The government will make it illegal for employers to ban staff from sharing how much they earn with one another as part of a suite of workplace reforms to be introduced to parliament this week.

Employment Minister Tony Burke said the ‘Secure Jobs, Better Pay’ bill will include a prohibition on pay secrecy in order address the gender pay gap.

“These clauses have long been used to conceal gender pay discrepancies,” he said.

“Banning them will improve transparency, reduce the risk of gender pay discrimination and empower women to ask their employers for pay rises.”

Gender equity will become a “central objective” of the Fair Work Act under the bill which also will see two new Fair Work Commission panels created to target pay equity and employment in care sectors.

Women make up just 31 per cent of technology workers, according to ACS Australia’s Digital Pulse 2022 report, and earn less than men in the same field.

Women in science, technology, engineering, and maths (STEM) roles earn on average $27,000 less than men, according to the latest STEM Equity Monitor from the Department of Industry, Science and Resources.

But as a percentage, the gender STEM pay gap (18 per cent) is slightly below the national average for all industries (20 per cent).

The government has signalled it is looking to address pay equity to help lift wage growth with this week’s bill containing tools for Fair Work to “order pay increases for workers in low-paid, female-dominated industries” through an equal remuneration principle.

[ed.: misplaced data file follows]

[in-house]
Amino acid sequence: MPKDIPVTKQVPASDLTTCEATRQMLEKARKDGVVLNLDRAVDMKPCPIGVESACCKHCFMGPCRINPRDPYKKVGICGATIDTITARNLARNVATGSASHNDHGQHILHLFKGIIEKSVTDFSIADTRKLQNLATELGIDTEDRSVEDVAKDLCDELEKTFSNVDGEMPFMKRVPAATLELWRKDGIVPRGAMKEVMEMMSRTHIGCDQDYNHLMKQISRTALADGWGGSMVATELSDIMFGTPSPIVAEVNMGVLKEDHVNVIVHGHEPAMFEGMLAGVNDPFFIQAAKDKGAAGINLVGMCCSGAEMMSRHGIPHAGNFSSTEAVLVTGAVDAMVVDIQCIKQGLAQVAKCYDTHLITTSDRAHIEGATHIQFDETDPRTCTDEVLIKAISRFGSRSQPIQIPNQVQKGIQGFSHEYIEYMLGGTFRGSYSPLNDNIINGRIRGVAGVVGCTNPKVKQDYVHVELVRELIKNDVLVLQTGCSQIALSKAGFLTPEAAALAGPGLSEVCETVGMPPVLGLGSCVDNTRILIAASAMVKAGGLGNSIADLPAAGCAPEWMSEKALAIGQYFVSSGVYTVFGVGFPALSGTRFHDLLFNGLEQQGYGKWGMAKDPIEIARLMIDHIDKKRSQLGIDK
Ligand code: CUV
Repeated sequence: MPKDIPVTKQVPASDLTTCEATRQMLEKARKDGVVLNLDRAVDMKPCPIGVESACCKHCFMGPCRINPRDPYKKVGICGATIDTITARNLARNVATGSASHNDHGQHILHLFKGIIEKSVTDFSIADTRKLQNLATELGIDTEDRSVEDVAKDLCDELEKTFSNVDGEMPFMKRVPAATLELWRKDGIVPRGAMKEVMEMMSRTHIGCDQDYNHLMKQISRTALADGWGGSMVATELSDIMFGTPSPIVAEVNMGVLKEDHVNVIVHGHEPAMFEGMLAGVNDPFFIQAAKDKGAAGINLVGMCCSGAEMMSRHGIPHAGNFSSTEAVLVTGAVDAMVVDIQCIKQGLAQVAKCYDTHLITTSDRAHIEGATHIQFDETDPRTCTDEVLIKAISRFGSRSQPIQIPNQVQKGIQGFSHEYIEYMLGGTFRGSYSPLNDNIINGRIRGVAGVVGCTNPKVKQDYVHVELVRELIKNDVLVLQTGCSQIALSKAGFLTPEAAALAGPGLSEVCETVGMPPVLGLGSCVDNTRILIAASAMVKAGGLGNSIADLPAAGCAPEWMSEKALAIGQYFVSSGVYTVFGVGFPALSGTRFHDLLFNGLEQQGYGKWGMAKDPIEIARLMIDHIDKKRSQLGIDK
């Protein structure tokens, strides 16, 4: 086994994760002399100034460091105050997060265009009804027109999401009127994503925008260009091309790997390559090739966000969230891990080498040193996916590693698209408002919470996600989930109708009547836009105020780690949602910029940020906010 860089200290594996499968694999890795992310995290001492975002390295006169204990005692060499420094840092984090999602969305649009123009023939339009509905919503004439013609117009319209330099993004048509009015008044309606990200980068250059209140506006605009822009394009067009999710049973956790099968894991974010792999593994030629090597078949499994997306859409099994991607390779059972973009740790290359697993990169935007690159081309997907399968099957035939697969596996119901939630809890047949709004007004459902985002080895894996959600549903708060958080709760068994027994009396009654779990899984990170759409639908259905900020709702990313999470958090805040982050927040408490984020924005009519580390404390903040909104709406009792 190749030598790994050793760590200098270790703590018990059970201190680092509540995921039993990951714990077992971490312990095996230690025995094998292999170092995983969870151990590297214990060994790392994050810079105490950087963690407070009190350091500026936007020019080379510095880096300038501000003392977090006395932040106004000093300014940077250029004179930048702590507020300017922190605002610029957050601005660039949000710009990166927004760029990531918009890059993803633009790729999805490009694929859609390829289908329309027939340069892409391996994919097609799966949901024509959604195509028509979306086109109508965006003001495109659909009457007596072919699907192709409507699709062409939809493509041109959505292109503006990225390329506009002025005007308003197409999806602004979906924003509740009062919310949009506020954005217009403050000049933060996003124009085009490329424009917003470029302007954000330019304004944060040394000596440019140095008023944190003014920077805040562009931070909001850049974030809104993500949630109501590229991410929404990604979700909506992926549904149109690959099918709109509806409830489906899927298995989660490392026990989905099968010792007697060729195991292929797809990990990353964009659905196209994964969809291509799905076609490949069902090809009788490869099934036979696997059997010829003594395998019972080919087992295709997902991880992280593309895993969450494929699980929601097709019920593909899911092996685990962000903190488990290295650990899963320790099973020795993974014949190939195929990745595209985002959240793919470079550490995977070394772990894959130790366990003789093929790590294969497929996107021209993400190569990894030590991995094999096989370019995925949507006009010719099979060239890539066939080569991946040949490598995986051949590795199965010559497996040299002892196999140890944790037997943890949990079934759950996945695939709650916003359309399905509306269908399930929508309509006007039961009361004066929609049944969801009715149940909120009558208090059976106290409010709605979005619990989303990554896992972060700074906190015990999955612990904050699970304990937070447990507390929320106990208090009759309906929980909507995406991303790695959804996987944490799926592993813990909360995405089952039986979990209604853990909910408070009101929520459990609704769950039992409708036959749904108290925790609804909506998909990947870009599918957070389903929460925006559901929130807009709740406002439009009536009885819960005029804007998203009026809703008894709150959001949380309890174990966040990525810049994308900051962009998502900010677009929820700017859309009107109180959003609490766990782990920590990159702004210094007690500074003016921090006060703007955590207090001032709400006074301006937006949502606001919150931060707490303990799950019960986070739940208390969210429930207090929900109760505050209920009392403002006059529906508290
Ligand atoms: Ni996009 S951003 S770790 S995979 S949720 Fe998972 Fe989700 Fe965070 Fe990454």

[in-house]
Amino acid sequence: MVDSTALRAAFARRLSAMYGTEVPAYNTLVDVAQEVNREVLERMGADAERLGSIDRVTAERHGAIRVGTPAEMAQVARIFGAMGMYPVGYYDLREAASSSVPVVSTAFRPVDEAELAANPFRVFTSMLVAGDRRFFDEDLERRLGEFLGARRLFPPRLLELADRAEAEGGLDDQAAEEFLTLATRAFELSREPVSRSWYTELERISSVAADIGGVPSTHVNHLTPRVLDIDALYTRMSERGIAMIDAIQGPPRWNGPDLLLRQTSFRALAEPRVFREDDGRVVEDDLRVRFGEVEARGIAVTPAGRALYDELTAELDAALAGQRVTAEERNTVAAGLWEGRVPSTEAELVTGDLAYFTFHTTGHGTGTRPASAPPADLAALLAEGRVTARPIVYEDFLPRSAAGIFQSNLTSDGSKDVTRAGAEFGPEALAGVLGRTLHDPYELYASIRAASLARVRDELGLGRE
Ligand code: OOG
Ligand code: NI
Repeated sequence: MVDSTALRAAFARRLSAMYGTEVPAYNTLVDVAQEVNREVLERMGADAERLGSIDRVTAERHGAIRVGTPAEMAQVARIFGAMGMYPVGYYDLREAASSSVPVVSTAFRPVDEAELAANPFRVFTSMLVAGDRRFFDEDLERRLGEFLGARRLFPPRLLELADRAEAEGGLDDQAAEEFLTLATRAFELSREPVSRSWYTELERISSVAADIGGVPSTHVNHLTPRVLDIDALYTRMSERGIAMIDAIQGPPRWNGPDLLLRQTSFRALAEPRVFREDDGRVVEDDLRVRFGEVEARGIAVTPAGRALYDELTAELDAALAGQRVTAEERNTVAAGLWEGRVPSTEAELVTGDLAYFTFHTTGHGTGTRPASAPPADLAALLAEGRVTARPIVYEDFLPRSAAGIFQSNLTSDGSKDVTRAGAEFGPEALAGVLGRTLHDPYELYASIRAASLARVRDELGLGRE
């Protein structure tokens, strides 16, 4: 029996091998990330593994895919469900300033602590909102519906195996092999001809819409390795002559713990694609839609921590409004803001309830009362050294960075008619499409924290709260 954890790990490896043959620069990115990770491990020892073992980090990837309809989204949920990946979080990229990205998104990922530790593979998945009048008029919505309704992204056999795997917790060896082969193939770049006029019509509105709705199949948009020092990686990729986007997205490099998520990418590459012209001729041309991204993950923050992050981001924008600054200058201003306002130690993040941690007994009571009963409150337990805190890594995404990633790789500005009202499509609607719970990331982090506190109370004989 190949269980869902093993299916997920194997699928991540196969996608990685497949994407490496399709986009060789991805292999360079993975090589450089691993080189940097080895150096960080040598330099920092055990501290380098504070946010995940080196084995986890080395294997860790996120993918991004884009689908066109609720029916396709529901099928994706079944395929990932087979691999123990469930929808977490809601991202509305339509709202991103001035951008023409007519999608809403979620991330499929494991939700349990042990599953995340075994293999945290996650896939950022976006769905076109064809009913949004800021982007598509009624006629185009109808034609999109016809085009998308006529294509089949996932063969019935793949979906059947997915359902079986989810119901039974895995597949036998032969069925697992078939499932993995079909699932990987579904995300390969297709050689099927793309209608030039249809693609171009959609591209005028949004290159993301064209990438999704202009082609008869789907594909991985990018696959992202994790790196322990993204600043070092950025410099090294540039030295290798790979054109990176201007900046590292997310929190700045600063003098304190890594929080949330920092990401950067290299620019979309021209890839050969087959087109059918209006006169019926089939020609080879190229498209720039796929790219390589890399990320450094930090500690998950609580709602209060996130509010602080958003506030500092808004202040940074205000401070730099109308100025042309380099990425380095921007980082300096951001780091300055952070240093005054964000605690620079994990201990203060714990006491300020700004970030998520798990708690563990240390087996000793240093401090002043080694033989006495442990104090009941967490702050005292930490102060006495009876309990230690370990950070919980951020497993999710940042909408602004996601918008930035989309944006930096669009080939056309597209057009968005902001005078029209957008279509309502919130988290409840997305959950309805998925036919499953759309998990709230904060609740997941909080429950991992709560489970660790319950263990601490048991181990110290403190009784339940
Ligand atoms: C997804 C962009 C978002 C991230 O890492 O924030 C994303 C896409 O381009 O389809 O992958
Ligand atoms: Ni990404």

Recent announcements are only part of the bill which the Nine papers reported was hundreds of pages long.

Crucially, the government hasn’t confirmed whether it will contain multi-employer bargaining provisions allowing unions to win enterprise bargaining agreements across entire industries to reach staff in smaller businesses.

Multi-employer bargaining was called for by head of the Australian Council of Trade Unions (ACTU) Sally McManus who in August told the Sydney Morning Herald there was a real need to “reset the whole discussion about productivity in this country”.

“At the moment workers are hearing that it means working harder for less and they’re not getting anything out of it.

“Productivity isn’t about working harder for less – it’s about working smarter, adding better value, all of those things.”

Business groups have been rallying against the hint of multi-employer bargaining with the likes of Australian Industry Group Chief Executive saying it would “lead to more strikes and less jobs”.

Along with first details about the government’s Secure Jobs, Better Pay bill, last week also saw an interim report from the Select Committee on Work and Care which offered immediate recommendations for the government to consider as part of its workplace reform agenda.

One of those recommendations was to consider establishing a “right to disconnect from work” to address the way a move to work-from-home has “weakened the boundaries around working hours and increased working time”.